A great competition we came across this week is being run by Eason. Eason is challenging schools in every county across Ireland to have fun and improve their spelling in a competition to find the Eason Spelling Bee champion schools.

In each county, a county Spelling Bee will offer to all schools the chance to enter and compete. The best speller from each county will go to the provincial finals. Finally, the four provincial winners will then compete for the Eason All-Ireland Spelling Bee title on Tubridy on 2FM on the 22nd of June in RTÉ studios.

The first prize constitutes a book library to the value of  €7,500 and every entrant wins a book!

All the county Bee winners who will be taking part in the provincial finals are listed as follows:

Munster

  • Kerry: Tommy O’Neill, Scoil Iosagain, Ballybunion
  • Limerick: Fiona Gleeson, St. Paul’s National School, Dooradoyle
  • Cork: John Corkery, Ovens National School, Ovens
  • Waterford: Roisin Daly, Liosmor Mochuda N.S., Lismore
  • Tipperary: Rory Delaney, Sacred Hearts, Air Hill, Roscrea
  • Clare: Emily Meehan, St John’s Primary School, Shannon

Connaught

  • Galway: Ethan Roche, Newtown National School
  • Mayo: John Ryan, St. Brendan’s National School
  • Sligo: James Devaney, St. Patrick’s National School, Calry
  • Roscommon: Shauna Mullen, St. Mary’s Primary School, Strokestown
  • Leitrim: James Clancy, Ardvarney National School, Dromahair

Ulster

  • Fermanagh: Cal Blake, Holy Trinity Primary School
  • Cavan: Adam Kelly, Killygarry N. S.
  • Monaghan: Alison McBride, Gaelscoil Ultain
  • Armagh: Elise Smyth, St. Mary’s Primary School, Derrytrasna
  • Donegal: Thomas Cavanagh, Saint Patrick’s BNS
  • Down: Àine Smyth, Holy Family Primary School
  • Antrim: Lea Carson, Pond Park Primary School (Host School)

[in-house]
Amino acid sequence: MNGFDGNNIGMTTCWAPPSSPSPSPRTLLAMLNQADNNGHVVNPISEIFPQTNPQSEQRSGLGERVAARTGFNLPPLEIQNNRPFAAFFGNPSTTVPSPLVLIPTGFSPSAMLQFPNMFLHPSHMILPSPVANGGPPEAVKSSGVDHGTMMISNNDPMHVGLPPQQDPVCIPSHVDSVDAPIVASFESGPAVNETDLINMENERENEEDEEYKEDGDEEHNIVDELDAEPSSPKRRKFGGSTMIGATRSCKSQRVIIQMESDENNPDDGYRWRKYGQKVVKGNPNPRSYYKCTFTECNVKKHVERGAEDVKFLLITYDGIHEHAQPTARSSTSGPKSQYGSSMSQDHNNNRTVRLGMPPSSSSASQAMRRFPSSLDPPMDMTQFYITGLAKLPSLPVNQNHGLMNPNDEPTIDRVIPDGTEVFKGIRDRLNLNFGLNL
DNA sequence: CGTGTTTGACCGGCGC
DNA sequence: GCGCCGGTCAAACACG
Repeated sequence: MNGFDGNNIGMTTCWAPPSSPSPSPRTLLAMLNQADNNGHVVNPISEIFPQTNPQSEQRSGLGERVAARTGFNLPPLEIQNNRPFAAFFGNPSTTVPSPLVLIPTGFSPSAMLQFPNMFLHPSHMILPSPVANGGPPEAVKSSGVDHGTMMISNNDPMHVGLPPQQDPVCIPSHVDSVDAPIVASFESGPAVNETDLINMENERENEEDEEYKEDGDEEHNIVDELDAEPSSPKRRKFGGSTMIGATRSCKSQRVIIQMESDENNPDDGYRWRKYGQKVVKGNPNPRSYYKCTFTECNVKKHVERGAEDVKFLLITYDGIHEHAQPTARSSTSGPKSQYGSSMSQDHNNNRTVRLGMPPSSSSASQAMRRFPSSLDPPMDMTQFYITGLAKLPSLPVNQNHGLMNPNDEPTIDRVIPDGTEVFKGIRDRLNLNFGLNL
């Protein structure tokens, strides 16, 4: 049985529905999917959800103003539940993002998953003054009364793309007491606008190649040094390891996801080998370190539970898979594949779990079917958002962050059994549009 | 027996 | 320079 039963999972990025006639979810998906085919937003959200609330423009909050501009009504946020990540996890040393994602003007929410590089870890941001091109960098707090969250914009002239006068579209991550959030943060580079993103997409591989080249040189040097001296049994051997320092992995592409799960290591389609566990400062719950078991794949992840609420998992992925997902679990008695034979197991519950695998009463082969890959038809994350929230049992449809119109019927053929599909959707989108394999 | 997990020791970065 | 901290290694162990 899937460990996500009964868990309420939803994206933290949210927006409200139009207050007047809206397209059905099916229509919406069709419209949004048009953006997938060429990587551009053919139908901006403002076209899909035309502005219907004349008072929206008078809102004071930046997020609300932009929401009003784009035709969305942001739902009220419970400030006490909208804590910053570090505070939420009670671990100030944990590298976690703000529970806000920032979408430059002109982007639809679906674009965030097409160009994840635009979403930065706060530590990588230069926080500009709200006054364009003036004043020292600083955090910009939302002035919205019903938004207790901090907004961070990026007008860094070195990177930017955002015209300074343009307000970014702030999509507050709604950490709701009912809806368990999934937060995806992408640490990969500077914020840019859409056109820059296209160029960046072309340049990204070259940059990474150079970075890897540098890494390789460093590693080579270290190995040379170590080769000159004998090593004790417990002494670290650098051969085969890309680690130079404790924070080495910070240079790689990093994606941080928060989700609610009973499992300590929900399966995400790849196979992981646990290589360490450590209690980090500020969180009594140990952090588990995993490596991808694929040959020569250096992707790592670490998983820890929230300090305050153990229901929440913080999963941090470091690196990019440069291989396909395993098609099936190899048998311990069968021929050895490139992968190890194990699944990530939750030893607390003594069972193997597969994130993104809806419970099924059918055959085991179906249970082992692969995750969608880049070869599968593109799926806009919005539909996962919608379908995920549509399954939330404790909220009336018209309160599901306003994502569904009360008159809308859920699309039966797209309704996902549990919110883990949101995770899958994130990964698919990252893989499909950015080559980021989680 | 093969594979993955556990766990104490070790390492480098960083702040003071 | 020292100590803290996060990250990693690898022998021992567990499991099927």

• Tyrone: Amy Clements, McClintock Primary School
  • Derry: Terence McLaughlin, Holy Family P.S.

Leinster

  • Longford: Ciarán, St. Matthews National School, Ballymahon
  • Wicklow: Rebecca White, St. Kevin’s National School, Greystones
  • Dublin: Edward Collins, St. Mary’s National School, Donnybrook
  • Westmeath: Bronwyn Smith, Scoil Etchen Naofa
  • Laois: Ciara Phelan, Scoile Bhride
  • Carlow: Raena McElwee, Scoil Naomh Peaders, Ballon
  • Meath: Diarmuid MacMurchada, Rathbeggan
  • Kildare: Ciarán Reilly, Scoil Diarmada N.S., Castledermot
  • Wexford: Conn McIntyre, Barntown N.S. (Host School)
  • Offaly: Gillian Razon, Durrow N.S.
  • Louth: Clarice O’Brien, St. Buites N.S., Tenuer, Dunleer
  • Kilkenny: Liam O Lionaird, Gaelscoil Osrai

Good luck to all of them! Have fun and do the best you can!

We also have an online Spelling Rules Game should you wish to test your English language spelling. The Spelling Rules Game is an app that teaches spelling rules in a dyslexia-friendly way.

The STAR Team
Updated: 11th May 2015

Better English: It's not its

What’s the difference between it’s and its?

Better English: It's not its, it's and its

Better English: difference between it’s and its.

How to use it’s and its correctly

The dreaded contraction! Fear not. The solution is a simple one to memorize the difference between it’s and its in your writing.

It’s

It’s is a contraction of it is or it has. Simple.

Example: It is always a pleasure to help you or it’s always a pleasure to help you.

Its

Its is a possessive determiner.